This is the first stop in our countdown to Halloween. In this cementery, located just beside the Caio Cestio piramid, lie buried people from non-catholic religions. The atmosphere is more suggestive than scary, but if you were to meet a ghost you could call yourself fortunate: this is the burial place of many famous artists, like John Keats ( “Here lies One Whose Name was writ in Water”) and the the beatnick poet Gregory Corso:
1.- As many of our guests have confirmed, wen he was a bishop in Argentina he used the public means of transportation to get around. He hasn’t tried to do the same in Rome but keep your eyes open if you visit the city!
2.- The man seriously challenges John Paul II as the coolest pope ever: To pay for his studies he worked as a nightclub bouncer in Buenos Aires.
3.- He is a rennaisance man: he studied chemistry, but is also a professor of literature and psychology.
4.- He is missing a part of his right lung. When he was young he got really sick and at the time antibiotic treatments weren’t that common so in such cases the tissue was removed to stop the infection from spreading.
5.- The motto he chose to put on his coat of arms when he became a bishop is taken from the homilies of the Venerable Bede: Miserando atque eligendo ( literally in Latin ‘by having mercy, by choosing him’.). As a pope, he has kept the phrase and the design, with some slight modifications.
If your visit to the Eternal City includes a Thursday don’t forget to buy the newspaper La Repubblica (1,20 Eur). Along with it you will get a little weekly magazine called TrovaRoma, where you will be able to find the most interesting things going on in the city (cinema, theatre, restaurants, concerts and then some!). Of course, most of it is written in Italian, but they have also an English summary with the most interesting appointments.
The Ara Pacis (”Altar of Peace” in Latin) it’s not as popular as other Roman monuments, but deserves a spot in any itinerary.
The altar was a public homage, a monument to celebrate Augustus’ return from Hispania and Gaul (Spain and France) and to thank him for bringing peace with his military victories.
The altar is an outstanding example of Roman sculpture. All the figures are depictions of actual Roman citizens presented with such detail that historians believe they can recognize some of them.
Originally the altar was located near the Tiber, so it didn’t take long for it to be covered in mud. It was unearthed during the thirties and put in a pavillion than became inadecuate over time due to the increase of traffic and smog. A new building designed by American architect Richard Meier opened in 2006. The new structure includes a museum, but the altar itself, surrounded by glass walls through wich you can see the Tiber it’s something you have to experience while in Rome.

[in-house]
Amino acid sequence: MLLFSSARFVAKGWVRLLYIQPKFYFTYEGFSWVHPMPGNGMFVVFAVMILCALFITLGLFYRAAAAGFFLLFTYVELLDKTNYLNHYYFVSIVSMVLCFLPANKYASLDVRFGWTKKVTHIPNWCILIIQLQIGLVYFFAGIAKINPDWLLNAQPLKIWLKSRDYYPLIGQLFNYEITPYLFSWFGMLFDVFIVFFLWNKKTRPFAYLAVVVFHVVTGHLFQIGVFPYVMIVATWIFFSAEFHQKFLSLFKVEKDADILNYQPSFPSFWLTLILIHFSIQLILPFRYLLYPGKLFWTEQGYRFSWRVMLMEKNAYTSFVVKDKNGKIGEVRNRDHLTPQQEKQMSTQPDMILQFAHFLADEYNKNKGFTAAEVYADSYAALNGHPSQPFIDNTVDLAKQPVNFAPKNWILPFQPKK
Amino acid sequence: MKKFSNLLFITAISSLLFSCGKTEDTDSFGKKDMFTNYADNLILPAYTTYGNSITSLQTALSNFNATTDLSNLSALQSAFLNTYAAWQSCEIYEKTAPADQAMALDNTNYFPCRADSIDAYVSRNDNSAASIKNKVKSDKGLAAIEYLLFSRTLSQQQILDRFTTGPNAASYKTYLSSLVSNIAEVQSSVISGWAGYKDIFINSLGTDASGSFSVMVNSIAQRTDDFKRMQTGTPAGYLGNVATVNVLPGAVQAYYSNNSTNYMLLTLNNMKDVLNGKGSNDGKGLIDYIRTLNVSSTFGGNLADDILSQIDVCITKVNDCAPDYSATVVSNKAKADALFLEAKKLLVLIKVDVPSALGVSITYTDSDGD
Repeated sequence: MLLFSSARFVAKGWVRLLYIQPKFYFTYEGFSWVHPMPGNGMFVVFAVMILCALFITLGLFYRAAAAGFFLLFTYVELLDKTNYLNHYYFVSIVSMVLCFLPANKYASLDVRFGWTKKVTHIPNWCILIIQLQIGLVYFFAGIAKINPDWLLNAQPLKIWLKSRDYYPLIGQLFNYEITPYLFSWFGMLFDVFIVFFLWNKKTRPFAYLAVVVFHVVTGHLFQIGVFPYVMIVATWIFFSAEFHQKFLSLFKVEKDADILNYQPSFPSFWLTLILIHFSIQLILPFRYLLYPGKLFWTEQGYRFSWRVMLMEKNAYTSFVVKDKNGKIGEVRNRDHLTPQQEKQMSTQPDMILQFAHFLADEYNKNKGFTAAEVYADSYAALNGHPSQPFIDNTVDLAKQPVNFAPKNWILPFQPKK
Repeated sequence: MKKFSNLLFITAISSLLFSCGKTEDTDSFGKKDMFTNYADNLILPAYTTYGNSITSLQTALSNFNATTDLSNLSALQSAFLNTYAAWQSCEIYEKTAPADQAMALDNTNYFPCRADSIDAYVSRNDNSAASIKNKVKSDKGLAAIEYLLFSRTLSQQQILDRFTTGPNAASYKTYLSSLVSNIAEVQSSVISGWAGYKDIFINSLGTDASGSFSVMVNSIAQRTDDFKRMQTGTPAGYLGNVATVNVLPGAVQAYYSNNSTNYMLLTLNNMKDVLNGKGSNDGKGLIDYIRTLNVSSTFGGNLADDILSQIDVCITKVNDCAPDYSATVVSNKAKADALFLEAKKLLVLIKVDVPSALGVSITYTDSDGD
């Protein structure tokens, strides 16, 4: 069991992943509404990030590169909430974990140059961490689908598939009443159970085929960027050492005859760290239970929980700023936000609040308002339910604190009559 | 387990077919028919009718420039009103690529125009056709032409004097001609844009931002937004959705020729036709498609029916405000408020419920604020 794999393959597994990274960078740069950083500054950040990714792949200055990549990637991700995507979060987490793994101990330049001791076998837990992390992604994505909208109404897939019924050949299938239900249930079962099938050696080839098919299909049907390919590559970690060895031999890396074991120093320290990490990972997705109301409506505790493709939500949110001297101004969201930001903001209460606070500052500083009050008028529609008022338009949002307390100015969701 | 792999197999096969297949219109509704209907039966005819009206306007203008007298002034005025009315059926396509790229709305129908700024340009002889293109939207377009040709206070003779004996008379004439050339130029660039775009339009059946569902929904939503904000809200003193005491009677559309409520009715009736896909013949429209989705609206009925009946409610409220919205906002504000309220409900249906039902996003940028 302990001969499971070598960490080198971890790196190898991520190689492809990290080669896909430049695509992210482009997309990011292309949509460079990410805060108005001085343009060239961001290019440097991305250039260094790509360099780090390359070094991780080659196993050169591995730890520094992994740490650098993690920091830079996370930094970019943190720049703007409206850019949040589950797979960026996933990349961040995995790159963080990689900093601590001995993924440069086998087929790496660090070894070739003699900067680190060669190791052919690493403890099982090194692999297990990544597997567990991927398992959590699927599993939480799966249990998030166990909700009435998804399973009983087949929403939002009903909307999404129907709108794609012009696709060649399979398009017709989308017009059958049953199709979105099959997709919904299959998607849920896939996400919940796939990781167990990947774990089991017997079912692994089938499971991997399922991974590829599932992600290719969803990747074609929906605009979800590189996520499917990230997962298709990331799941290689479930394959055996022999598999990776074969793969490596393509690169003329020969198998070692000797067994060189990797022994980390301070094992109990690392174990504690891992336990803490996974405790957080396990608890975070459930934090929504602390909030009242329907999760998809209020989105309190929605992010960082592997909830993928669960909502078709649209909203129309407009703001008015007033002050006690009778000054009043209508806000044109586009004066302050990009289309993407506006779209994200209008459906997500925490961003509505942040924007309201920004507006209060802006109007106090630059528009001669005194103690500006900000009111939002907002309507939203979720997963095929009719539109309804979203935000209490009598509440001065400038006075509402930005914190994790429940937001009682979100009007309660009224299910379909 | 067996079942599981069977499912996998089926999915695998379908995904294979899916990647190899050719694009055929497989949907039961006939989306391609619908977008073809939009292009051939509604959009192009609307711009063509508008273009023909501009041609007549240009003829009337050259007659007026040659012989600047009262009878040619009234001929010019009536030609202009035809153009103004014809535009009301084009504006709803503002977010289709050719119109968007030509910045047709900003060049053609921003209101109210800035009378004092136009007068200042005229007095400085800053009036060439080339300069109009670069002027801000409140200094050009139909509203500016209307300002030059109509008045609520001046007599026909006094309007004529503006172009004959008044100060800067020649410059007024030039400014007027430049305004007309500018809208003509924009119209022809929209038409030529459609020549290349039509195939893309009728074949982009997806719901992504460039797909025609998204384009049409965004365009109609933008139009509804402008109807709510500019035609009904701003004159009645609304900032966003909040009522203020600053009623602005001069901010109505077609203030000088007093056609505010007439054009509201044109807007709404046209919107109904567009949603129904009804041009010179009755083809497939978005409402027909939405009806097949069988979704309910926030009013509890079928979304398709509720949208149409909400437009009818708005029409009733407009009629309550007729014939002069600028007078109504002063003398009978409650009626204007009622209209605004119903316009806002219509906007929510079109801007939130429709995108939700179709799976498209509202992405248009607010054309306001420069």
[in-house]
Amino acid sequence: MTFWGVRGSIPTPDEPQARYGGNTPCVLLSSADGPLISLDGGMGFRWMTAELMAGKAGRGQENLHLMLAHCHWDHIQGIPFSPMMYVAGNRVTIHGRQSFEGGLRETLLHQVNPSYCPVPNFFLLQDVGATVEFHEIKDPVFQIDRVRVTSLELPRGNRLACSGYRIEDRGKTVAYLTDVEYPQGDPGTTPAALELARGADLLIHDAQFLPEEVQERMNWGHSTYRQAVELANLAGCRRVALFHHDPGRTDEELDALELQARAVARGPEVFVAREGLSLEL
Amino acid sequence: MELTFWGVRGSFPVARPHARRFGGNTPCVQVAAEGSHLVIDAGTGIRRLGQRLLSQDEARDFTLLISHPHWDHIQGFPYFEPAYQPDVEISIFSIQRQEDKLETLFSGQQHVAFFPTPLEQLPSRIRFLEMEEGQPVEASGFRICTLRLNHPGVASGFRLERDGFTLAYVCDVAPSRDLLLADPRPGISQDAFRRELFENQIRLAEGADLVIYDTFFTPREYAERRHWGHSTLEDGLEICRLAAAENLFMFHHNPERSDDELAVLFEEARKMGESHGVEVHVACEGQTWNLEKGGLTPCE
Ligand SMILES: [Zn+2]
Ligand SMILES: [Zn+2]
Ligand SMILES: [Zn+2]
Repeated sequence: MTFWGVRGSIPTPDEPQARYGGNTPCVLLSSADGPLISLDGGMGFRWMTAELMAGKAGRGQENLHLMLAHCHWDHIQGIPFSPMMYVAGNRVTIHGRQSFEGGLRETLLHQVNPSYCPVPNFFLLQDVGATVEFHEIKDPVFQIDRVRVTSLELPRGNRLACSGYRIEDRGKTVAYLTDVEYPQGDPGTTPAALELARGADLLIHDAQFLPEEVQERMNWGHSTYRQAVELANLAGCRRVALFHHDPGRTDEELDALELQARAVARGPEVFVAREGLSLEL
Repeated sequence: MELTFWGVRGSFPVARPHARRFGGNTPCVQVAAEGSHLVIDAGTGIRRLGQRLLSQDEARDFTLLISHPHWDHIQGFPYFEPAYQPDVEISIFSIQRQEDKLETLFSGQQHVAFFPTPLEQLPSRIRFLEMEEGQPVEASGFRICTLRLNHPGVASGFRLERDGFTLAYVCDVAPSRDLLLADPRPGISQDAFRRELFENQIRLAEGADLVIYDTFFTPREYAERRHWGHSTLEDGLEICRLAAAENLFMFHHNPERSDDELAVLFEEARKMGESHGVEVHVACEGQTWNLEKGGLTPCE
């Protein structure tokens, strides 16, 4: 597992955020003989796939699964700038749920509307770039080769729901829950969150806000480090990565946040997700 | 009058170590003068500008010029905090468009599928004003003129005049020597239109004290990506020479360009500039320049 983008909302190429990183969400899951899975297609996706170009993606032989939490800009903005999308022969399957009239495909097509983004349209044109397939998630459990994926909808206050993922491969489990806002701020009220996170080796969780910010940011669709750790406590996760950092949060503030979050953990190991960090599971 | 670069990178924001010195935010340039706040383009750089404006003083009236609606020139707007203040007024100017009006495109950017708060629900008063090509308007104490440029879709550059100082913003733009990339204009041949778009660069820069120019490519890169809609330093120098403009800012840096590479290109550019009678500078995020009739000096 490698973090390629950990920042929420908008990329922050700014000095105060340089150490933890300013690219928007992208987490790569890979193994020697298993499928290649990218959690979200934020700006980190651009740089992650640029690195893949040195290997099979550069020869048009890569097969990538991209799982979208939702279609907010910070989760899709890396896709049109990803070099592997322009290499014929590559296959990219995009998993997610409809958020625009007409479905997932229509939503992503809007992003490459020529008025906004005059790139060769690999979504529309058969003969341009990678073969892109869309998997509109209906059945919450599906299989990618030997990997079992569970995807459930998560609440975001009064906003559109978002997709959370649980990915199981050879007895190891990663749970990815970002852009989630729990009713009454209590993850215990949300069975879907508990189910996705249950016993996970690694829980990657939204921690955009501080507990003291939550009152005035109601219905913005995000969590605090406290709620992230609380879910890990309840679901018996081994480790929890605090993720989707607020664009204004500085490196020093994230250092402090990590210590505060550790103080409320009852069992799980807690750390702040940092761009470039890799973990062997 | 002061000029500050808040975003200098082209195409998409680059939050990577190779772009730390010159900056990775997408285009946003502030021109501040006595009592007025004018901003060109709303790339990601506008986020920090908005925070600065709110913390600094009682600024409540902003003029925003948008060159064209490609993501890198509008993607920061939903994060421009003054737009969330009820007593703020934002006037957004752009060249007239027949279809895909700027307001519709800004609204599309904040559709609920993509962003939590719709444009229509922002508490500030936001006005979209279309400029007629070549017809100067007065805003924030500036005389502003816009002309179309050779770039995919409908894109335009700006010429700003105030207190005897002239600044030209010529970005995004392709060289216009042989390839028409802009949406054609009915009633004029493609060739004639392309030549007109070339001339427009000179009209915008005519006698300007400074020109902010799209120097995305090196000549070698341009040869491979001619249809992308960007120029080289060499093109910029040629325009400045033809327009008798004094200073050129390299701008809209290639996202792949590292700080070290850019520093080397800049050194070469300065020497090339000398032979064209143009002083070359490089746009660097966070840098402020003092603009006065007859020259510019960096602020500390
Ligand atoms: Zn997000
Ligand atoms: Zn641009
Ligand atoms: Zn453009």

The Ara Pacis is located in Lungotevere in Augusta (corner with via Tomacelli) and can be easily reached from Yes Hotel or Hotel Des Artistes taking the red subway line from the Station Termini and getting off at Flaminio.
As we have said somewhere else, we are unabashed fans of the Orchestra di Piazza Vittorio.
Their story would be worth telling all the same had they disbanded after the release of the remarkable documentary that tells the tale of Mario Tronco, the director who assembled the orchestra recluting foreign musicians who lived in Rome -many of them in the multicultural neighbourhood of Piazza Vittorio- and brought their own sensibilities and personal idiosincracies into the mix.
But the Orchestra was more than a one-off, and it’s ready to perform its most recent project: an 80-minute musical journey through time, space and culture, a feat they are more than well-suited to accomplish.
The Orchestra will be playing at the Stadio Olimpico in Rome from January 21 to 26, 2014.
Measure wasn’t Augustus thing: he turned the Roman Republic into an empire with him as its first emperor, rebuilt much of Rome and was so popular that he got a month named after him. It wouldn’t be far-fetched to say he is the most cunning politician ever.
This year Rome will be celebrating the 2000th (!) anniversary of Augustus death with an exposition at the Scuderie del Quirinale. The exhibition will be open from October 18 2013 to 9 February 2014. The Scuderie del Quirinale Museum is located at Via XXIV Maggio 16, and can be easily reached from Yes Hotel or Hotel Des Artistes taking the bus 40 from the Termini Station (get off at the stop Nazionale/Quirinale).
When it comes to eating in Rome there are many places where the guides and even locals will usually direct you: Trastevere, San Lorenzo and recently Pignetto. But there’s a place ( a couple of streets) not that famous that I would like to introduce you to.